A new study has shown that there is no variance in a child’s development and general health when being raised by a same-sex couple or heterosexual couple.
The study titled: Same-sex and Different-sex Parent Households and Child Health Outcomes: Findings from the National Survey of Children’s Health was conducted by researchers affiliated with the Williams Institute at UCLA School of Law, The University of Amsterdam and Columbia University.
By comparing the development of 190 children with 95 being from same-sex couples and 95 from heterosexual couples, the study found no differences in spouse relationships, parent-child relationships, and children’s general health.
Henny Bos who is the lead author of the study says, “this study is the first to use a nationally representative survey to compare the two types of households by focusing only on those with parents that have been in a continuous relationship.”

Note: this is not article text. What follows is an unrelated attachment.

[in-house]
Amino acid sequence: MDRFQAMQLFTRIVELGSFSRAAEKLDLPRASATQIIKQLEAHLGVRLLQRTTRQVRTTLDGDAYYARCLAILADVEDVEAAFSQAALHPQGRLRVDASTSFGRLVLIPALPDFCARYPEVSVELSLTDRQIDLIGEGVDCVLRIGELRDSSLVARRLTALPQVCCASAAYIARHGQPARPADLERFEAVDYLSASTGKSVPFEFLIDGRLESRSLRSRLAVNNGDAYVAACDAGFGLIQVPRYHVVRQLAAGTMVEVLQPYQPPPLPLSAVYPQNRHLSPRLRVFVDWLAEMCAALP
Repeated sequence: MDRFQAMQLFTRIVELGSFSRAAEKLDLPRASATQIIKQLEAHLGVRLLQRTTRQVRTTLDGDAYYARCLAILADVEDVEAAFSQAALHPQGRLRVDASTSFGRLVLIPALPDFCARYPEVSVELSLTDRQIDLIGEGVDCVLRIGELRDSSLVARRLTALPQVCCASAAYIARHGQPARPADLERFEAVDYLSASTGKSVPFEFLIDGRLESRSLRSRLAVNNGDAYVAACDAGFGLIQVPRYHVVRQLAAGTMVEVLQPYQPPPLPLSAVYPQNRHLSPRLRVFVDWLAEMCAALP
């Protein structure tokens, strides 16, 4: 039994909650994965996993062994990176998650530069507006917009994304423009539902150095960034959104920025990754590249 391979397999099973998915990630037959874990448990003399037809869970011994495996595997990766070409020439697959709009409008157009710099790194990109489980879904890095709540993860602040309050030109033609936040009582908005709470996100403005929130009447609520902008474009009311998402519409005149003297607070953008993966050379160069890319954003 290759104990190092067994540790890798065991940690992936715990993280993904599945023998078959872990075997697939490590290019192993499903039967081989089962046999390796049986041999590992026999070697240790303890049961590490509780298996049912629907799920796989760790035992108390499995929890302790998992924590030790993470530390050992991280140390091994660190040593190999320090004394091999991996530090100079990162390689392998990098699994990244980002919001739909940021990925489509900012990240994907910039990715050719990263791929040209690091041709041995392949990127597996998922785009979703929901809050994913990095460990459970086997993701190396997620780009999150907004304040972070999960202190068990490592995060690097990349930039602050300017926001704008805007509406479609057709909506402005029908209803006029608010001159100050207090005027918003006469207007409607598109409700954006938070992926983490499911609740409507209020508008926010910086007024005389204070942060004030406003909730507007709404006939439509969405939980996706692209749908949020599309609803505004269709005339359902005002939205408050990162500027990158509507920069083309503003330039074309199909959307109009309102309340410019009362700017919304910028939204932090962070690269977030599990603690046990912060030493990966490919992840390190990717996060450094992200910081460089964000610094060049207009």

The study compared family relationships, parenting stress and child outcomes in households with same-sex parents versus different-sex parents.
The study matched 95 same-sex households with 95 different-sex parents based on eight demographic characteristics: parental age, education, United States birth status, their current geographic location, along with the child’s age, gender, race/ethnicity, and the United States birth status.
Despite the study’s findings that there were no differences in family relationships and child outcomes, same-sex parents were reported to experience more stress in regards to parenting.
Psychiatrist and co-author Nanette Gartrell explains, “Future investigations might explore whether the cultural spotlight on child outcomes in same-sex parent families is associated with increased parenting stress,”
“Some of our earlier studies have shown that lesbian mothers feel pressured to justify the quality of their parenting because of their sexual orientation.”
Last Updated on Apr 17, 2016